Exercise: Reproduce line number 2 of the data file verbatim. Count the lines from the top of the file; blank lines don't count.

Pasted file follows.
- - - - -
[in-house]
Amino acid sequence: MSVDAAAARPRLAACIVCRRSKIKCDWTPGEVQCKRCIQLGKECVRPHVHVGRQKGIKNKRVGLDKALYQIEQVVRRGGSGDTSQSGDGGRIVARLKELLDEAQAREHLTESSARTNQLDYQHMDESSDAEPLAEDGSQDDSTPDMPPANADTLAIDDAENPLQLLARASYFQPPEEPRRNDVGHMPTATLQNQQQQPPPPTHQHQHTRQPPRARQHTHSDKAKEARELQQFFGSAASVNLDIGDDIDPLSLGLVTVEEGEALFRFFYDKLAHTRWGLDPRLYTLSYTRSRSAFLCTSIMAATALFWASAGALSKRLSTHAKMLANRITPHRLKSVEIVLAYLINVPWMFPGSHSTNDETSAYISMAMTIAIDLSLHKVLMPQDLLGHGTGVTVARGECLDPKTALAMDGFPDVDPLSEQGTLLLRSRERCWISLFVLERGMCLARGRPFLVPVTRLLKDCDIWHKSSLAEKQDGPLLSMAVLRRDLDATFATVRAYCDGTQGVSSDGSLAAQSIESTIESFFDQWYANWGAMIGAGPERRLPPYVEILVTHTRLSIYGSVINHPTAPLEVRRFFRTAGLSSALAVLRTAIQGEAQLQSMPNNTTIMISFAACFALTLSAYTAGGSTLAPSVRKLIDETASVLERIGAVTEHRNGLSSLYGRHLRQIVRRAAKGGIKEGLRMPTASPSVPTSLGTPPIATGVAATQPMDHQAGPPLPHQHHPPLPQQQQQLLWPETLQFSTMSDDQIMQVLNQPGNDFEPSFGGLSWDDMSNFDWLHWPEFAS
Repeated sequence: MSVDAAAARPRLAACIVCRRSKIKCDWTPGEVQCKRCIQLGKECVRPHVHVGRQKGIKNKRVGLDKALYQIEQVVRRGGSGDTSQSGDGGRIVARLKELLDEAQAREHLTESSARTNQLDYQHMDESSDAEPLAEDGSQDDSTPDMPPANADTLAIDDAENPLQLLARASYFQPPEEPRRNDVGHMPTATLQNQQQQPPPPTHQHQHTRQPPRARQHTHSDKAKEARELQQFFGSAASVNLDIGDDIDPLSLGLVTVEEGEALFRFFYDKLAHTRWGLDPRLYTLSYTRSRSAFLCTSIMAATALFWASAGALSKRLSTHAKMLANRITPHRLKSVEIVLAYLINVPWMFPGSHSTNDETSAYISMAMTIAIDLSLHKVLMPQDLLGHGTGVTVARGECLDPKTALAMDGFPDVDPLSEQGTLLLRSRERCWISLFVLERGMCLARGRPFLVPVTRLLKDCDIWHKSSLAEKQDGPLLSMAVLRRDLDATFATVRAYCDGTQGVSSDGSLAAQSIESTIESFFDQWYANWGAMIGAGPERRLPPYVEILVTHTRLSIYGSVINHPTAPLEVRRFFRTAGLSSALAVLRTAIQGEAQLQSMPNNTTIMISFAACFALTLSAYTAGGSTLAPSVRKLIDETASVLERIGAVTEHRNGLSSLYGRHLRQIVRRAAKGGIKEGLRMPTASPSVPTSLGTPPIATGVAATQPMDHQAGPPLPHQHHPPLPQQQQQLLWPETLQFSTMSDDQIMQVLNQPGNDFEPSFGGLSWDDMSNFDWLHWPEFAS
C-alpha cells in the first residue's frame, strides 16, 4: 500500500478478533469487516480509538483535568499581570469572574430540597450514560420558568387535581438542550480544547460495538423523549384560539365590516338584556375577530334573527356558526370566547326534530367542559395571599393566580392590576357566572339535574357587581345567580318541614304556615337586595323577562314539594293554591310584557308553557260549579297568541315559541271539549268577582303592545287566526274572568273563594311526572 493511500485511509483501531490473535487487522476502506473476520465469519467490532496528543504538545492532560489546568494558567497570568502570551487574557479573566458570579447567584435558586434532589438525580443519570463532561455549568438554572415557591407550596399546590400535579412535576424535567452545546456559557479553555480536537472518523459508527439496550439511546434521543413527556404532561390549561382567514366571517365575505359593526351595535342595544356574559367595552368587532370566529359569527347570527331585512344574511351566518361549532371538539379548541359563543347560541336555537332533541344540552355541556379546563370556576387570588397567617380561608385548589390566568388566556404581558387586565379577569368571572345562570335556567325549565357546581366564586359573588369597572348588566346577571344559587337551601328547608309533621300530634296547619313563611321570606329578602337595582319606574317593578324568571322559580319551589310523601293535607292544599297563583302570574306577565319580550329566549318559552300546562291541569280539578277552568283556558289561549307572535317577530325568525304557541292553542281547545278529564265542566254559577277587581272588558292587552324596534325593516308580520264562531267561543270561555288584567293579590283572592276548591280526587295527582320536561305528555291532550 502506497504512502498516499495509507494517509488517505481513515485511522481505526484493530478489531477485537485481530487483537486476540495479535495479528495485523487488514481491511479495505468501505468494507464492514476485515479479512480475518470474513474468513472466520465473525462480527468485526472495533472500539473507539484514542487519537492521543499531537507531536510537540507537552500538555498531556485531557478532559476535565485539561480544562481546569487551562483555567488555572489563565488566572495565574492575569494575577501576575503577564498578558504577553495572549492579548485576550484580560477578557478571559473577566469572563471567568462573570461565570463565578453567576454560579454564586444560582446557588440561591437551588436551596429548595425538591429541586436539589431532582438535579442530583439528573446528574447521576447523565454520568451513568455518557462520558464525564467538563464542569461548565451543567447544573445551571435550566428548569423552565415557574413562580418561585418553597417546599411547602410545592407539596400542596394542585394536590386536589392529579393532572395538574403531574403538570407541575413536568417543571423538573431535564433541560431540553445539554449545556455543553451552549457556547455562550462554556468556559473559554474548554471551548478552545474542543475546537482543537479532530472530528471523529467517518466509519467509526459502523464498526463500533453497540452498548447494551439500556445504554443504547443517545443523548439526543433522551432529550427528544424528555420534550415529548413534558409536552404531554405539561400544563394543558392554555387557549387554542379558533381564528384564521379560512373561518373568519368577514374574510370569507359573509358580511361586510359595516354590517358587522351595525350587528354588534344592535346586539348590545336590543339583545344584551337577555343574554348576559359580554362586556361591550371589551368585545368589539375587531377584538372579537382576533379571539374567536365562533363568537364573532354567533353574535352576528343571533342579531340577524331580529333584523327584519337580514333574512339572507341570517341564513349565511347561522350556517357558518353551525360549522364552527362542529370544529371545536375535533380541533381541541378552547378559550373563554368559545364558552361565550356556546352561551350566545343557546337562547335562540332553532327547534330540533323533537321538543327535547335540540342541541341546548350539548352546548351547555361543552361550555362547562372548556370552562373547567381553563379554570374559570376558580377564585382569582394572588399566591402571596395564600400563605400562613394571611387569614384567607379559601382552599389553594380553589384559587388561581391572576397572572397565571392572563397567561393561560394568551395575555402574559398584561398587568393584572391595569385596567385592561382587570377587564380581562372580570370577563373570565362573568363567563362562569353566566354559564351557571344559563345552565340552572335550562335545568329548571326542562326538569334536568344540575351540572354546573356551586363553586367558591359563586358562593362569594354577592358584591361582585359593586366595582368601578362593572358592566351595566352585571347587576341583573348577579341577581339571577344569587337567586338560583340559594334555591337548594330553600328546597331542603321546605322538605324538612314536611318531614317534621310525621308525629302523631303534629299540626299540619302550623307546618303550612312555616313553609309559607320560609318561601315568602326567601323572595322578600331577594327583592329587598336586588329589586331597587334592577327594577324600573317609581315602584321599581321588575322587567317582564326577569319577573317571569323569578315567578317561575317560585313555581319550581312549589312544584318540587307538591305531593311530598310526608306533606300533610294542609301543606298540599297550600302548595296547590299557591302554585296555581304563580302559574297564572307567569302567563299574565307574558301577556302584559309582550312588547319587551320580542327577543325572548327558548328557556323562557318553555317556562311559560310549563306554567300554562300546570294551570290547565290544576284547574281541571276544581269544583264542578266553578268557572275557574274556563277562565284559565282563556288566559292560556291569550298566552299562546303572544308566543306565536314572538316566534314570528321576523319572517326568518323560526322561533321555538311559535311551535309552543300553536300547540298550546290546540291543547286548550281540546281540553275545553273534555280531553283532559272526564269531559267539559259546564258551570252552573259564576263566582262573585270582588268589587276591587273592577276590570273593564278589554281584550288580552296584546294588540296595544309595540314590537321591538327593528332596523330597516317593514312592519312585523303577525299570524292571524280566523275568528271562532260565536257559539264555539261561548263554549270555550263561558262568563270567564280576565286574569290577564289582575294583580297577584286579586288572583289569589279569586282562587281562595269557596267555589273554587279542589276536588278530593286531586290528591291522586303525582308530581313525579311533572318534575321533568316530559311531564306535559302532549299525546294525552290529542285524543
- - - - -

Amino acid sequence: MSVDAAAARPRLAACIVCRRSKIKCDWTPGEVQCKRCIQLGKECVRPHVHVGRQKGIKNKRVGLDKALYQIEQVVRRGGSGDTSQSGDGGRIVARLKELLDEAQAREHLTESSARTNQLDYQHMDESSDAEPLAEDGSQDDSTPDMPPANADTLAIDDAENPLQLLARASYFQPPEEPRRNDVGHMPTATLQNQQQQPPPPTHQHQHTRQPPRARQHTHSDKAKEARELQQFFGSAASVNLDIGDDIDPLSLGLVTVEEGEALFRFFYDKLAHTRWGLDPRLYTLSYTRSRSAFLCTSIMAATALFWASAGALSKRLSTHAKMLANRITPHRLKSVEIVLAYLINVPWMFPGSHSTNDETSAYISMAMTIAIDLSLHKVLMPQDLLGHGTGVTVARGECLDPKTALAMDGFPDVDPLSEQGTLLLRSRERCWISLFVLERGMCLARGRPFLVPVTRLLKDCDIWHKSSLAEKQDGPLLSMAVLRRDLDATFATVRAYCDGTQGVSSDGSLAAQSIESTIESFFDQWYANWGAMIGAGPERRLPPYVEILVTHTRLSIYGSVINHPTAPLEVRRFFRTAGLSSALAVLRTAIQGEAQLQSMPNNTTIMISFAACFALTLSAYTAGGSTLAPSVRKLIDETASVLERIGAVTEHRNGLSSLYGRHLRQIVRRAAKGGIKEGLRMPTASPSVPTSLGTPPIATGVAATQPMDHQAGPPLPHQHHPPLPQQQQQLLWPETLQFSTMSDDQIMQVLNQPGNDFEPSFGGLSWDDMSNFDWLHWPEFAS